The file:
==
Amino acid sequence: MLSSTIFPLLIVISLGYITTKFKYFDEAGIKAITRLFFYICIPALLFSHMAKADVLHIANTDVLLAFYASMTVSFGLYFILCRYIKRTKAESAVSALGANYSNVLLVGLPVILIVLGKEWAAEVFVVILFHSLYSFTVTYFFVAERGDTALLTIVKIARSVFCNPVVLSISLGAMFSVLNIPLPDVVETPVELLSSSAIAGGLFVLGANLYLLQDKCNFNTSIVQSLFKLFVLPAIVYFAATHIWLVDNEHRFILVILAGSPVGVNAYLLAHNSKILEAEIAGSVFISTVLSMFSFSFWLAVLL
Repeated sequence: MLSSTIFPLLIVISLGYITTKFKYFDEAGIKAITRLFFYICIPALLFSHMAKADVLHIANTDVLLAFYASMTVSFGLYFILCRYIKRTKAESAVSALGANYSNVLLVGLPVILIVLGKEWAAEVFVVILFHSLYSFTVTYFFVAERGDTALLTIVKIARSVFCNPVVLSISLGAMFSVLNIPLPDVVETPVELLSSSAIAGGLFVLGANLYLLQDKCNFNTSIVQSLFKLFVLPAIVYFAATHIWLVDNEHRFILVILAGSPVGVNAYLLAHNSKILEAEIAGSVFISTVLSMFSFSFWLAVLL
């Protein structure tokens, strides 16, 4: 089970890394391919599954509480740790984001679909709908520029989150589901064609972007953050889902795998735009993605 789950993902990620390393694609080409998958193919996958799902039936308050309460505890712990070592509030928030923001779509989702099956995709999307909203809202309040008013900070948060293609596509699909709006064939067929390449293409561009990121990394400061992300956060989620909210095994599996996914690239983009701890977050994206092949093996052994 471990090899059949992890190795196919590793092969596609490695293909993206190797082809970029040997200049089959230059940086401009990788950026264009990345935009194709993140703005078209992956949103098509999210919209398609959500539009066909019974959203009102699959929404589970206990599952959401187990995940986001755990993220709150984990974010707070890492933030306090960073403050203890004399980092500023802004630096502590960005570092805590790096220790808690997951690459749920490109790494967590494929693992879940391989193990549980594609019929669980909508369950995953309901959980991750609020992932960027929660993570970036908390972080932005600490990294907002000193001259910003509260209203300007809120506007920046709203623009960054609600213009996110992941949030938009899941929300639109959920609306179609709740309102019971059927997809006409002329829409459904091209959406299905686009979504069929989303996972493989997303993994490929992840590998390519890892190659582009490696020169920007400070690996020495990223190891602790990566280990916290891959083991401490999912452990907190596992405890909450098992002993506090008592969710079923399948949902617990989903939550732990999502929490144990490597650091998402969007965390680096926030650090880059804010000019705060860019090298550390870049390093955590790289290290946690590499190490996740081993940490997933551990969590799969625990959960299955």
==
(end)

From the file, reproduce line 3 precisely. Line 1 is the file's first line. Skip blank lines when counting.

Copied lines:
């Protein structure tokens, strides 16, 4: 089970890394391919599954509480740790984001679909709908520029989150589901064609972007953050889902795998735009993605 789950993902990620390393694609080409998958193919996958799902039936308050309460505890712990070592509030928030923001779509989702099956995709999307909203809202309040008013900070948060293609596509699909709006064939067929390449293409561009990121990394400061992300956060989620909210095994599996996914690239983009701890977050994206092949093996052994 471990090899059949992890190795196919590793092969596609490695293909993206190797082809970029040997200049089959230059940086401009990788950026264009990345935009194709993140703005078209992956949103098509999210919209398609959500539009066909019974959203009102699959929404589970206990599952959401187990995940986001755990993220709150984990974010707070890492933030306090960073403050203890004399980092500023802004630096502590960005570092805590790096220790808690997951690459749920490109790494967590494929693992879940391989193990549980594609019929669980909508369950995953309901959980991750609020992932960027929660993570970036908390972080932005600490990294907002000193001259910003509260209203300007809120506007920046709203623009960054609600213009996110992941949030938009899941929300639109959920609306179609709740309102019971059927997809006409002329829409459904091209959406299905686009979504069929989303996972493989997303993994490929992840590998390519890892190659582009490696020169920007400070690996020495990223190891602790990566280990916290891959083991401490999912452990907190596992405890909450098992002993506090008592969710079923399948949902617990989903939550732990999502929490144990490597650091998402969007965390680096926030650090880059804010000019705060860019090298550390870049390093955590790289290290946690590499190490996740081993940490997933551990969590799969625990959960299955």